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The Creevey Papers
Ch. VII: 1828

Vol. I. Contents
Ch. I: 1793-1804
Ch. II: 1805
Ch. III: 1805
Ch. IV: 1806-08
Ch. V: 1809
Ch. VI: 1810
Ch. VII: 1811
Ch. VIII: 1812
Ch. IX: 1813-14
Ch X: 1814-15
Ch XI: 1815-16
Ch XII: 1817-18
Ch XIII: 1819-20
Vol. II. Contents
Ch I: 1821
Ch. II: 1822
Ch. III: 1823-24
Ch. IV: 1825-26
Ch. V: 1827
Ch. VI: 1827-28
‣ Ch. VII: 1828
Ch. VIII: 1829
Ch. IX: 1830-31
Ch. X: 1832-33
Ch. XI: 1833
Ch. XII: 1834
Ch XIII: 1835-36
Ch XIV: 1837-38
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Although Mr. Creevey sometimes referred to Ireland as his native country, whence it is to be assumed that, although born in Liverpool, he reckoned himself of Irish descent, yet he was turned sixty before he ever visited that land. In the autumn of 1828 he made an expedition to Dublin, furnished with letters of introduction from Lord Melbourne, which stood him in excellent stead, as the following curiously deferential letter may serve to show:—

Mr. George Morris to Viscount Melbourne.
“27, Gardiner Place, Dublin, 6th Sept., 1828.
“My dear Viscount Melbourne,

“I have been highly honored by receiving your Lordship’s most obliging Note of the 28th ultimo; and I continued to make daily enquiries for Mr. Creevy’s expected arrival at the Hotels your Lordship referred to, ‘till a letter came, under Lord Sefton’s Privilege, addressed to Mr. Creevy at Morrisson’s Hotel; when I secured there a comfortable Bed Room for your Lordship’s Friend, which proved to be fortunate, because, when Mr. Creevy came to Dublin on last Wednesday Evening, and before he made himself known at Morrisson’s, he was shewn, there, into the only vacant Bed Room, a small and objectionable apartment. But, on announcing His Name, He was shewn
to a comfortable Room, ordered by Lt.-Col. Morris for Mr. Creevy, in obedience to your Lordship’s commands to me, and for which I remain most grateful to you.

Mr. Creevy did me the Honor to dine with me here, on the Day after his Arrival in Dublin, when I was lucky enough to secure Mr. Blake, the Surgeon-General Crampton and Mr. Greville to meet Mr. Creevy at Dinner, and he was much pleased by meeting them.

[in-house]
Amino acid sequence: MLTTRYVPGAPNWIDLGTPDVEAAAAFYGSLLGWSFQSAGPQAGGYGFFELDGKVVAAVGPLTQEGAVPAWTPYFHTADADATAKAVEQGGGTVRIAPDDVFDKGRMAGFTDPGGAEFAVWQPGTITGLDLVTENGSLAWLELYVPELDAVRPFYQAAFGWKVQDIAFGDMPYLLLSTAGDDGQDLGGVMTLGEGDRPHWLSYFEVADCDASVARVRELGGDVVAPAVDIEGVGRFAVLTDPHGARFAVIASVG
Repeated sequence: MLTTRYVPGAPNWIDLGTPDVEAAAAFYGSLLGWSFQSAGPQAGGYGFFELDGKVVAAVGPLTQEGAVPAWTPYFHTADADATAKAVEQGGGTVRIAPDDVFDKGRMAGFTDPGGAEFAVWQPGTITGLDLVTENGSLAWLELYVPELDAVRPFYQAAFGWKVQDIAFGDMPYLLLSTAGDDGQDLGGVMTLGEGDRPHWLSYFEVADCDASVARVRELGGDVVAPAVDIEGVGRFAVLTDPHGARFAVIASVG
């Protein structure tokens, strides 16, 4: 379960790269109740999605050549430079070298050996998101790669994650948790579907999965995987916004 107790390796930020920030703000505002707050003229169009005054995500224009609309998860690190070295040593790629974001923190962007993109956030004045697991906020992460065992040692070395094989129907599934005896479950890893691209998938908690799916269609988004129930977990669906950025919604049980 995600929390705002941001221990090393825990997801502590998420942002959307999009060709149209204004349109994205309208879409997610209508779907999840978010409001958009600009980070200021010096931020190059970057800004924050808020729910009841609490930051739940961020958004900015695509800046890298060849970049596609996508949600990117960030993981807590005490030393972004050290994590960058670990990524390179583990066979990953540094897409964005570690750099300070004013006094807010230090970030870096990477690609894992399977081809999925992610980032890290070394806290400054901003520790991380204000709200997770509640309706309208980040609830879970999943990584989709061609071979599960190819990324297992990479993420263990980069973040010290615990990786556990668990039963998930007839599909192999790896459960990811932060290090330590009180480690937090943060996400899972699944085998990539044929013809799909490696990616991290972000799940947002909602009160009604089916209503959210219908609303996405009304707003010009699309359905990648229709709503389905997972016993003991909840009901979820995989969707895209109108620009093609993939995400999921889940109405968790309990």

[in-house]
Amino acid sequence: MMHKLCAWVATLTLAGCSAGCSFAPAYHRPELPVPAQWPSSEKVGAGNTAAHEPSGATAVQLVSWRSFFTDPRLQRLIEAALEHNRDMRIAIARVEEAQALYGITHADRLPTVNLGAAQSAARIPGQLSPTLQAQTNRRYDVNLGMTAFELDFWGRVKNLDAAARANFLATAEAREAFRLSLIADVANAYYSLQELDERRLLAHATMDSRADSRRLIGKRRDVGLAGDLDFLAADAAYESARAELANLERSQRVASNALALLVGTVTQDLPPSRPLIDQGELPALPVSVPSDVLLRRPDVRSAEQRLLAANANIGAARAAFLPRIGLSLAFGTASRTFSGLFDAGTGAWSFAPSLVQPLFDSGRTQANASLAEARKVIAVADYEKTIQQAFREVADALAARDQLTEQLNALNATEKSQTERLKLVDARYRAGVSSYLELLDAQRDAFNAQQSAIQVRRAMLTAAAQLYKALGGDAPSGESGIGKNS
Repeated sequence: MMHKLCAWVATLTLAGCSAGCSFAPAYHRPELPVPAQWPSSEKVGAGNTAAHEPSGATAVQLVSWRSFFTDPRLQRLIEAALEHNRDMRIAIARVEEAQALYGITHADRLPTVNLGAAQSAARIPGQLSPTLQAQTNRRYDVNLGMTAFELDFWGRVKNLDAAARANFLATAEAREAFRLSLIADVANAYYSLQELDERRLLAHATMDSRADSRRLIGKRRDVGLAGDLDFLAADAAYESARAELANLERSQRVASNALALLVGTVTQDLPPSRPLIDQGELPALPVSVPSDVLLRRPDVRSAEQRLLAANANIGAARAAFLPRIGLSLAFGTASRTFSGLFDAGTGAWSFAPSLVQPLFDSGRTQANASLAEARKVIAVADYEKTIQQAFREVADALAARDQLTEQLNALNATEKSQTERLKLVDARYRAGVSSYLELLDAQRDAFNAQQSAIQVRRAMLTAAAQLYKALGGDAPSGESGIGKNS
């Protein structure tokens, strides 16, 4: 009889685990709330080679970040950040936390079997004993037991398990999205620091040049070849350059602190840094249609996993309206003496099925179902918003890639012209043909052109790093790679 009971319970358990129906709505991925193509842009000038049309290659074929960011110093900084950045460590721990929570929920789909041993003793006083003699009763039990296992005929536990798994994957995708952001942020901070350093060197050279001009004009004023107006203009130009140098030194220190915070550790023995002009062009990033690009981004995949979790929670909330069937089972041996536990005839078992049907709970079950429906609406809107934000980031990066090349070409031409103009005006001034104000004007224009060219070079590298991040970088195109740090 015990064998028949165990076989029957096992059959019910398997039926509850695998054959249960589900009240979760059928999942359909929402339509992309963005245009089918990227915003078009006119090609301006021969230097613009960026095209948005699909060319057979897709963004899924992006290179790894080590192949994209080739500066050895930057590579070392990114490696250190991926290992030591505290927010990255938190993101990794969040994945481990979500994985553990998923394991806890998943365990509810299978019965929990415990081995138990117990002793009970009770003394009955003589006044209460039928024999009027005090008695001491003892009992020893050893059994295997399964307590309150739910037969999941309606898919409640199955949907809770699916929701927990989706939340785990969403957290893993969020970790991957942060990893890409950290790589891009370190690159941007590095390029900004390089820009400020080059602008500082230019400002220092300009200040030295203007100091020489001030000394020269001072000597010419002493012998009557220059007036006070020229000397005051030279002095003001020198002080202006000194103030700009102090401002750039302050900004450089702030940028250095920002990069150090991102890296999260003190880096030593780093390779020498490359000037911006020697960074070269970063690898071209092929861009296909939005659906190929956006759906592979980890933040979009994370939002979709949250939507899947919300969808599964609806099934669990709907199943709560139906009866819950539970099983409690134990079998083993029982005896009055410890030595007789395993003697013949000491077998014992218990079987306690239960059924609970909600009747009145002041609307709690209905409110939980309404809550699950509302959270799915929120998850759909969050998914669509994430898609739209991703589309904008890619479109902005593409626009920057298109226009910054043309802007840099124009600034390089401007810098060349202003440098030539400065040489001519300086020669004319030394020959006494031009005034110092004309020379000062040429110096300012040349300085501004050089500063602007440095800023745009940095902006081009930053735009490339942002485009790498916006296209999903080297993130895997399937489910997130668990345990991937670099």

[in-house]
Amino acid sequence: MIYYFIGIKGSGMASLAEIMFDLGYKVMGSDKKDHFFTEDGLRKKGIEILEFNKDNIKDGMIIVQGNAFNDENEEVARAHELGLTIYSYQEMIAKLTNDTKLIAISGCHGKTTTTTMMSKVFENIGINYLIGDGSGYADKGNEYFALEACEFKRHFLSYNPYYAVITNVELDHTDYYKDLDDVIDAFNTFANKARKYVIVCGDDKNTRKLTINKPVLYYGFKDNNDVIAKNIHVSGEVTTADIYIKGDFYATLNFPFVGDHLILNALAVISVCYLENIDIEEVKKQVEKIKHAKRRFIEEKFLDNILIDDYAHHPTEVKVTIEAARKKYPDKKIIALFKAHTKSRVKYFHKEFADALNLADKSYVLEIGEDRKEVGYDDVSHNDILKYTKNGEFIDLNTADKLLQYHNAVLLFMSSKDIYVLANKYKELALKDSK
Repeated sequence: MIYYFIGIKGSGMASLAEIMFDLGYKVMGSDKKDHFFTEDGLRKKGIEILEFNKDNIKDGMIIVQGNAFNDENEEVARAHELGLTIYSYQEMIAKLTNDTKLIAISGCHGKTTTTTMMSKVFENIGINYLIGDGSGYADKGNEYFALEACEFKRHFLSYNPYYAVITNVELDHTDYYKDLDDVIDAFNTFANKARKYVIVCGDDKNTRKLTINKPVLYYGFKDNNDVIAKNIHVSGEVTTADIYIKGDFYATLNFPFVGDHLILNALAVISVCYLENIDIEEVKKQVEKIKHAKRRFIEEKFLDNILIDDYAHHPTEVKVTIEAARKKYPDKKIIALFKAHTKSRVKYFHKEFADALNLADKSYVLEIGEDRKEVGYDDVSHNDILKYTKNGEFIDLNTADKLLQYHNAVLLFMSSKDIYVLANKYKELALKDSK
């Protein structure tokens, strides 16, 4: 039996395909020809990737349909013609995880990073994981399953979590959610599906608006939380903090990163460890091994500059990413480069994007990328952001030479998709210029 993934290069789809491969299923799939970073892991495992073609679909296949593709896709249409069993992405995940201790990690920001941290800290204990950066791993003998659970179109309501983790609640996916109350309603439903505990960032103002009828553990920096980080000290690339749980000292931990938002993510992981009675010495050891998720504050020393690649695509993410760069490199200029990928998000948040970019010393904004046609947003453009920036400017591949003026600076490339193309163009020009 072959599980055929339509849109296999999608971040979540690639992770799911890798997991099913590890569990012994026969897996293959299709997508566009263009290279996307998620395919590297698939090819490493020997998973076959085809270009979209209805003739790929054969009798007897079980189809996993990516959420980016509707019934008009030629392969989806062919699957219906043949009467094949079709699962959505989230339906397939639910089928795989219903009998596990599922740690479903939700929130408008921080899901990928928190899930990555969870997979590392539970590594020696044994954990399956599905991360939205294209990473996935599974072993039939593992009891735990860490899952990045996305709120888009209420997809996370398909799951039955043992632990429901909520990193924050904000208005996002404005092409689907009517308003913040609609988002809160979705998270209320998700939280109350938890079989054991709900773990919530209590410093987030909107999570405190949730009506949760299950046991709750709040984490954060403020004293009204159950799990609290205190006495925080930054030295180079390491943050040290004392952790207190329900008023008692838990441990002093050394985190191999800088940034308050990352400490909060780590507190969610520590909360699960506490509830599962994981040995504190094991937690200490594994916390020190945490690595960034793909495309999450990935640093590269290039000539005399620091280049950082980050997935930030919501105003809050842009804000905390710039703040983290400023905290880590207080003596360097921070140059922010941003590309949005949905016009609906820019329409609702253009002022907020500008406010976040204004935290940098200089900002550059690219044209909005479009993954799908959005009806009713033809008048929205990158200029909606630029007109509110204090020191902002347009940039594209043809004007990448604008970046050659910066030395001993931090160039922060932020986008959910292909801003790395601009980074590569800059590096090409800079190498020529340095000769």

“It occurred that I was asked to Dinner at Lord F. L Gower’s the next Day, yesterday, and as Mr. Creevy, also, received an Invitation, I had the Honor to call for him and to take him to Dinner to your Lordship’s late Residence in the Park,* and to bring him home safe to Morrisson’s. I am happy to assure you that Lord Francis L. Gower has, again, invited Mr. Creevy to Dinner for this Day, and I shall not fail to attend Mr. Creevy, to see all the public Institutions, and Lions of Dublin, finding he is so well pleased with our City, that He purposes, now, to remain here Eight or Ten Days.

“I moved our Friend Mr. James Corry to call on Mr. Creevy, as he could not meet him at my House, from a previous Engagement, and Corry is greatly pleased at his good Fortune, to be acquainted with so distinguished and so highly talented a Gentleman as your Lordship knows Mr. Creevy to be. Blake, who met him at the Duke of Norfolk’s, and Crampton here, are rejoiced now to have an opportunity of inviting Mr. Creevy to their Houses in Dublin.

“I remain, Ever your Lordship’s
grateful obedient
George Morris.”
Mr. Creevey to Miss Ord.
“Condover Hall, Sept. 1, 1828.

“. . . Our coach was full, but we dropt two at Oxford, and to my great delight we left the other filthy wretch at Birmingham at 6 in the morning. He had been eating prawns all night, and flinging the

* Lord Melbourne, as Mr. Lamb, had been Secretary for Ireland.

skins at the bottom of the coach. However, I changed coaches at Birmingham, so it was all mighty well. Having breakfasted then at that early hour, I came alone to Shrewsbury . . . and embarked in a chay for Condover Hall, just 5 miles from Salop. Altho’ the two Stoke young ladies . . . have always praised the house much to me, their praises have been much—very much—below its deserts. It is a charming and most incomparable house. . . . Dear